Brake fluid for European vehicles can be confusing. Finding the correct specification can be ambiguous because some manufacturers give a part number instead of a specification in the service information or owner’s manual. The confusion gets even worse when you try to select a brake fluid from your parts supplier.
In theory, all fresh DOT 3, 4 and 5.1 brake fluids are compatible with each other. In practice, when brake fluids are mixed, the properties can change. Compatible and correct are two different things. New changes to vehicles have forced manufacturers to introduce low-viscosity formulations for DOT 4 and DOT 5.1 brake fluids.
Compatible and correct are two different things.
Brake systems are not getting hotter. Brake systems have seen the addition of ABS and stability control systems. Most of the changes to brake fluid are to optimize the pumps and valves inside the ABS hydraulic control unit (HCU).
The pressures inside the HCU can exceed 3,000 psi. If the brake fluid does not have the correct viscosity or kinematics, the fluid can cavitate when it is forced through the pump or valves. Cavitation produces tiny bubbles in the fluid. The small bubbles can alter the performance of the HCU.
The viscosity is controlled by the formulation of the base stock. The viscosity of the fluid is also changed by the percentage of water absorbed. The additive package also can control the viscosity and performance. The additive package is a mixture of anti-corrosion, anti-foaming and other secret chemicals that give the fluid the desired performance characteristics for operation in vehicles.
DOT stands for Department of Transportation. They set the standards for brake fluid. The two specifications they look at are the boiling point and the viscosity.
The boiling point is the temperature the brake fluid starts to boil or becomes a vapor. DOT specifies a dry and wet boiling point. The wet boiling point is measured when the fluid has 3% water content. To meet the DOT specification for boil point, DOT 3 fluid has a dry boiling point of 401º F and a wet boiling point of 284º F. As the DOT number increases, the boiling point increases. New standards for DOT 6 brake fluids were drafted during the pandemic.
Viscosity is measured by how the fluid spreads out over a surface in a measured amount of time. For brake fluid, the measurement is millimeter squared over a second or mm2/S. Viscosity has been the characteristic where brake fluid specifications have changed in the past two decades.
Two new brake fluid grades have been introduced to address the viscosity issue. DOT 4+ or Low Viscosity and DOT 5.1 ESP. Both of these fluids have a lower viscosity rating. When you compare DOT 4 to DOT 4+, the main difference is that the DOT+ has a viscosity of 750 mm2 instead of 1,800 mm2/s of regular DOT 4. The same is true for DOT 5.1 ESP that has a viscosity half of DOT 5.1.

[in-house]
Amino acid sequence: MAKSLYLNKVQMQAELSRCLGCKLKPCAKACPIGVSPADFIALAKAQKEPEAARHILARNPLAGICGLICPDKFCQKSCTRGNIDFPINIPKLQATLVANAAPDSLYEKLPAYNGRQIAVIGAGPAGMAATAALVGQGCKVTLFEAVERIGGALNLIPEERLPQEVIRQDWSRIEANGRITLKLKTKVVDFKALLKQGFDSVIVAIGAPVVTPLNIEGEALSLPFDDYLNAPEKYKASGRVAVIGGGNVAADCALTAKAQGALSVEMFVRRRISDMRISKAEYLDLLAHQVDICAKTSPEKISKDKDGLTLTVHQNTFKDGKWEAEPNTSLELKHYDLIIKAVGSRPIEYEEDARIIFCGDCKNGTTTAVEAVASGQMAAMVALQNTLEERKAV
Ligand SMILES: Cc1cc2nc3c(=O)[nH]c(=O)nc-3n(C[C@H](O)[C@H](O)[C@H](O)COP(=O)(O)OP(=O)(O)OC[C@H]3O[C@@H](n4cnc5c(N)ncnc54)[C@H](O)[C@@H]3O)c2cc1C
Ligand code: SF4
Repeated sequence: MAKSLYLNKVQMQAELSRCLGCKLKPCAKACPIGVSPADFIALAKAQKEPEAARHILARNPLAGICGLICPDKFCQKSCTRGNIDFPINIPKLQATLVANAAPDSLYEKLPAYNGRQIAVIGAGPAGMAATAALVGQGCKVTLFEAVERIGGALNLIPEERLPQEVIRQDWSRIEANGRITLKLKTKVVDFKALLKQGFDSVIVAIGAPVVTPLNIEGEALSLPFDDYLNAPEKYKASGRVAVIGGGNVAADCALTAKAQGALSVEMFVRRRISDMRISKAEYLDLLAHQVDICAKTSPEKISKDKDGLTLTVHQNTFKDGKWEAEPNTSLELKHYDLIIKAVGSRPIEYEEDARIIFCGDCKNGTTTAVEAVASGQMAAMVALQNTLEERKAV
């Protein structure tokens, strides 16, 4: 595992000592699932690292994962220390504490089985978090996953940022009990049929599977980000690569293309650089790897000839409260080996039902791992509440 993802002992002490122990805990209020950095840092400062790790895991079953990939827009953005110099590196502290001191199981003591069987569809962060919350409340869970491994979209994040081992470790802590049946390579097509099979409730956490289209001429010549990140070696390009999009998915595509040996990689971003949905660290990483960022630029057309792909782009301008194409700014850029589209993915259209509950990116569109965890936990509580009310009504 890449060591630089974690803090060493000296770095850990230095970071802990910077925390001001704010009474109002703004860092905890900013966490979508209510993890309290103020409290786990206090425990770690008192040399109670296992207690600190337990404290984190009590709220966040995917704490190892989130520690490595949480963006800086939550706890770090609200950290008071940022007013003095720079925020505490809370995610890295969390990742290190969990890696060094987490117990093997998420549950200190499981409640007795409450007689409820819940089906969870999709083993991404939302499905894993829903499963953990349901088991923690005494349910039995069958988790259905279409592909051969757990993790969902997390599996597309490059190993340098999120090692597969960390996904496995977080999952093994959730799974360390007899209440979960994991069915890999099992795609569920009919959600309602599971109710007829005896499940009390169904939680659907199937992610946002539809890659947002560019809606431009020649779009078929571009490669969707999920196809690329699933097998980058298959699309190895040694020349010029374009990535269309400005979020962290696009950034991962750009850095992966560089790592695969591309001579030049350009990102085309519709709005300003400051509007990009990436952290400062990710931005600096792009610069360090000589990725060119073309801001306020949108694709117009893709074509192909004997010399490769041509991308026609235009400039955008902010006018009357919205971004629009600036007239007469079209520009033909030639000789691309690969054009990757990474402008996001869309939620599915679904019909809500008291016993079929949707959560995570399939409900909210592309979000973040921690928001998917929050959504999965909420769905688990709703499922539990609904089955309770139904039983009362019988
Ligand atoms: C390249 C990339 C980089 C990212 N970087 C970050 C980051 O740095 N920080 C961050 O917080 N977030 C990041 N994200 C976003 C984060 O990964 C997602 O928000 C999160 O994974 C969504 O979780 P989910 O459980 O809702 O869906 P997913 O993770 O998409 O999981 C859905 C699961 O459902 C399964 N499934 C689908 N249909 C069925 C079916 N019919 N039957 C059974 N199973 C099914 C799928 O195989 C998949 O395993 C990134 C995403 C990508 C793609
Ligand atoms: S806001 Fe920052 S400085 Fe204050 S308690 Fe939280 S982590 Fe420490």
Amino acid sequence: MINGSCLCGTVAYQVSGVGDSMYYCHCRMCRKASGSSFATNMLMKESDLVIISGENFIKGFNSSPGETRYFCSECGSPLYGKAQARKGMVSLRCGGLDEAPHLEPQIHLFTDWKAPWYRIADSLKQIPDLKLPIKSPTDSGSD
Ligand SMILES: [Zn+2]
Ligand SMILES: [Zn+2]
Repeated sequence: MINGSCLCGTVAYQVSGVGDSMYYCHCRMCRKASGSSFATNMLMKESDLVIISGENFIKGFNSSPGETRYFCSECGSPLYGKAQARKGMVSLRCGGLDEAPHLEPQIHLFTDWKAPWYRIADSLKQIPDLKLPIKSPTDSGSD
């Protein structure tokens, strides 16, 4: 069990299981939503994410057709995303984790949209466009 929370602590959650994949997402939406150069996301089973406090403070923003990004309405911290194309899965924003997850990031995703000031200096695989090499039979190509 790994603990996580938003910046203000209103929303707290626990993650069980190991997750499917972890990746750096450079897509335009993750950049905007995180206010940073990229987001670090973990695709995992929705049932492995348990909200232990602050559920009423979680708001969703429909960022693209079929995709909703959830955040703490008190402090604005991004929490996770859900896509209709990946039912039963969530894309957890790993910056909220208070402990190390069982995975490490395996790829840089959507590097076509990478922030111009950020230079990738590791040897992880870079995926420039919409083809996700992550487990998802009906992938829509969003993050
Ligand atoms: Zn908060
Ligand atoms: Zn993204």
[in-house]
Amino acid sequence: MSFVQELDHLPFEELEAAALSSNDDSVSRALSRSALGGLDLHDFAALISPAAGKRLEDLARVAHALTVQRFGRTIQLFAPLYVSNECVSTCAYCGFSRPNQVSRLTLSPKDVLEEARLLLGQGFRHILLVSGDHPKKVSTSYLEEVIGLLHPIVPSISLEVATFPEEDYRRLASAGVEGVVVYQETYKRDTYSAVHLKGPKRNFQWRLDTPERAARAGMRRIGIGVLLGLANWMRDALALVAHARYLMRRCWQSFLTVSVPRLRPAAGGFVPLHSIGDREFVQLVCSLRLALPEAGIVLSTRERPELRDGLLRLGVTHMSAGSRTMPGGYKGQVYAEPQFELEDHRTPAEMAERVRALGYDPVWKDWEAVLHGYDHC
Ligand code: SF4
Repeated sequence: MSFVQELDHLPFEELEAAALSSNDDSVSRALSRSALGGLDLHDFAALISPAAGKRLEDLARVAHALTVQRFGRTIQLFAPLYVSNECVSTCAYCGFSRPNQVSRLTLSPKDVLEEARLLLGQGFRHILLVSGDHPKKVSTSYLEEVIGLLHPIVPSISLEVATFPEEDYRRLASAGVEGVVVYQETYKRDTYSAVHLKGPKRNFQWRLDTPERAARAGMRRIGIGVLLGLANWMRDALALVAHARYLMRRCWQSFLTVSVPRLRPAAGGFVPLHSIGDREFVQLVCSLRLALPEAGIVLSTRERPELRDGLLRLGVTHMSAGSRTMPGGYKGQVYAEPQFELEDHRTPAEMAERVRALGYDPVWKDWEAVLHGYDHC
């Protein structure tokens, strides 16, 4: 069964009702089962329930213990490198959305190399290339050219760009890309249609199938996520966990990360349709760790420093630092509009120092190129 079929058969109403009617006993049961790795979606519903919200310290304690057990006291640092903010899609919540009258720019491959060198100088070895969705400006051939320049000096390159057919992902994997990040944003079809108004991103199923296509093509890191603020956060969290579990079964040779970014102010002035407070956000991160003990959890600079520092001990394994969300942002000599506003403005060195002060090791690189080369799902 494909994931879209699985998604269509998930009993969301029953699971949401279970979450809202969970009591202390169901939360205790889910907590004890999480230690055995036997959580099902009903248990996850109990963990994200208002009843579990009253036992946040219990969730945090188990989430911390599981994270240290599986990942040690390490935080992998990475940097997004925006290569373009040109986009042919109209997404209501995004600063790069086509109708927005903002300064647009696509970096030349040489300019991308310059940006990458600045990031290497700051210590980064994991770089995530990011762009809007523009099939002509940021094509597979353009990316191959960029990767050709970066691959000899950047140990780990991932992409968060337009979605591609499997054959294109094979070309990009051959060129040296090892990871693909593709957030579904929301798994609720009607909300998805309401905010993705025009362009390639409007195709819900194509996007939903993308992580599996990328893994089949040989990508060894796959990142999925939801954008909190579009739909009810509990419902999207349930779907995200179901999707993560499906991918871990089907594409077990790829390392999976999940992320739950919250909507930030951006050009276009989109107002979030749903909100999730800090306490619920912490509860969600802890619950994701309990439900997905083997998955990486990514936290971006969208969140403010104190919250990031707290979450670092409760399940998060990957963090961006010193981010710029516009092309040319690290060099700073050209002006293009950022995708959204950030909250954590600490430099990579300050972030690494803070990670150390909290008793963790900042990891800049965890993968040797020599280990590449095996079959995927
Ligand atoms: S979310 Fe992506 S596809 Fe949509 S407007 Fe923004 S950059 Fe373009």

The viscosity of the fluid is critical for the operation of the HCU. The kinematics of the fluid is highly dependent on the viscosity. If the viscosity of the brake fluid is changed, it could change the ABS performance and the corrections of the stability control system.
Compressibility is also a specification for brake fluid. Some very high-end racing synthetic DOT 4 and 5.1 synthetic fluids can give a better pedal, but it is so small of a difference that only the very, very, very best drivers can feel it.
Due to contamination, heat and/or oxidation, additive package chemicals become depleted. When this happens, the pH of the fluid can change and the anti-foaming agents can stop working. Combined with high water content, the driver could experience brake fade. Some European manufacturers like BMW and Land Rover recommend an extended service life brake fluid. This fluid type has an improved additive package so that the replacement interval can be extended to three years.
Corrosion of the hydraulic components is a concern for OEMs. When the brake fluid additives degrade, the surfaces of the brake lines are first to start corroding. The increased pH causes copper to become suspended in the fluid. Copper comes from the copper brazing in the walls of the hard brake lines. Copper can be a problem for ABS and some valving but it is an indicator of the state of the brake fluid. The more copper that is present, the chances are greater that corrosion is happening in the system. When there is corrosion, it is a sign that the brake fluid’s anti-corrosion additives are depleted.
With the difference in brake fluid viscosity, the old fluid must be removed from the master cylinder to the calipers. Replacing a vehicle’s brake fluid requires more tools and skills than a glass bottle and clear tubing. Old-school methods like the two-person or gravity bleeding techniques still work, but they are not efficient at replacing large volumes of brake fluid quickly. Machines and devices that can power- or pressure-bleed a system can make a fluid flush as efficient and profitable as possible.
Power and pressure bleeders are changing along with the systems they service. In the past, only 15-30 psi was required to pressure-bleed the system. But some new ABS modulators with electronic brake proportioning may need 50-60 psi to bleed or flush the system. If you can’t get your pressure bleeder to work under these conditions, look at the service information for the required equipment or pressure setting.
On their own, gravity, manual or power bleeding methods can’t thoroughly flush the volume of fluid in the ABS modulator. Inside the modulator, there might be as much as 5 ounces of dirty fluid after flushing. The only sure way to flush this fluid is to use a scan tool to actuate the valves in the hydraulic control unit. Be aware that the worst fluid is trapped in the ABS valves and passages due to their non-integral design.